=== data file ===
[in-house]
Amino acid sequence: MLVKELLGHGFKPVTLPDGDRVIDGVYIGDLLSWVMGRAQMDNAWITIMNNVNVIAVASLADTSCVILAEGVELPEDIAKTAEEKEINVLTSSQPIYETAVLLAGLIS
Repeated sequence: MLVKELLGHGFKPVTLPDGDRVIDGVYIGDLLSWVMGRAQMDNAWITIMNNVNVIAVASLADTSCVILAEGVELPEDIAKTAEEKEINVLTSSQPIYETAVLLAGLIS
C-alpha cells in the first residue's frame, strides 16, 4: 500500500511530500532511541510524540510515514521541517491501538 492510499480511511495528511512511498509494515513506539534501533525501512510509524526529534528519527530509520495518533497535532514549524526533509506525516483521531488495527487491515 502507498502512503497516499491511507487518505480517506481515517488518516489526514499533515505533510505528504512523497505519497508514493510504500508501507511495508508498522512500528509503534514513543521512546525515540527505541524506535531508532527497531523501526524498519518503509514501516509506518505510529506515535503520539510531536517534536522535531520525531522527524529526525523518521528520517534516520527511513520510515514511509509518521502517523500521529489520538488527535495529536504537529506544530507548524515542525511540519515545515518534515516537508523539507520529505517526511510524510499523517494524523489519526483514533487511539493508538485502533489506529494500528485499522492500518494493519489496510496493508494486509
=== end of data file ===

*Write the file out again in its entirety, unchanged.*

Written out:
[in-house]
Amino acid sequence: MLVKELLGHGFKPVTLPDGDRVIDGVYIGDLLSWVMGRAQMDNAWITIMNNVNVIAVASLADTSCVILAEGVELPEDIAKTAEEKEINVLTSSQPIYETAVLLAGLIS
Repeated sequence: MLVKELLGHGFKPVTLPDGDRVIDGVYIGDLLSWVMGRAQMDNAWITIMNNVNVIAVASLADTSCVILAEGVELPEDIAKTAEEKEINVLTSSQPIYETAVLLAGLIS
C-alpha cells in the first residue's frame, strides 16, 4: 500500500511530500532511541510524540510515514521541517491501538 492510499480511511495528511512511498509494515513506539534501533525501512510509524526529534528519527530509520495518533497535532514549524526533509506525516483521531488495527487491515 502507498502512503497516499491511507487518505480517506481515517488518516489526514499533515505533510505528504512523497505519497508514493510504500508501507511495508508498522512500528509503534514513543521512546525515540527505541524506535531508532527497531523501526524498519518503509514501516509506518505510529506515535503520539510531536517534536522535531520525531522527524529526525523518521528520517534516520527511513520510515514511509509518521502517523500521529489520538488527535495529536504537529506544530507548524515542525511540519515545515518534515516537508523539507520529505517526511510524510499523517494524523489519526483514533487511539493508538485502533489506529494500528485499522492500518494493519489496510496493508494486509